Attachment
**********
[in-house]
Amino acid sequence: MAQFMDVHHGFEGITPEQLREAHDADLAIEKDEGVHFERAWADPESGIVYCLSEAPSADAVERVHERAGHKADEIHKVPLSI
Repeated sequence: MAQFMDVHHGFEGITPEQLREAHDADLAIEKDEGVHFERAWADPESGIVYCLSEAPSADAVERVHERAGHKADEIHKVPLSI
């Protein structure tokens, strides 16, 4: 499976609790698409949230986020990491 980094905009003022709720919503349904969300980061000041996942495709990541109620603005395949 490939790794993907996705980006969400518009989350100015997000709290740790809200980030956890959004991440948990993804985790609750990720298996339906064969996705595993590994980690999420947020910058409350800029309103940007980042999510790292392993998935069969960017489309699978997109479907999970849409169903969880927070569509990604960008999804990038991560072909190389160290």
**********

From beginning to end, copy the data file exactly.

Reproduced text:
[in-house]
Amino acid sequence: MAQFMDVHHGFEGITPEQLREAHDADLAIEKDEGVHFERAWADPESGIVYCLSEAPSADAVERVHERAGHKADEIHKVPLSI
Repeated sequence: MAQFMDVHHGFEGITPEQLREAHDADLAIEKDEGVHFERAWADPESGIVYCLSEAPSADAVERVHERAGHKADEIHKVPLSI
């Protein structure tokens, strides 16, 4: 499976609790698409949230986020990491 980094905009003022709720919503349904969300980061000041996942495709990541109620603005395949 490939790794993907996705980006969400518009989350100015997000709290740790809200980030956890959004991440948990993804985790609750990720298996339906064969996705595993590994980690999420947020910058409350800029309103940007980042999510790292392993998935069969960017489309699978997109479907999970849409169903969880927070569509990604960008999804990038991560072909190389160290």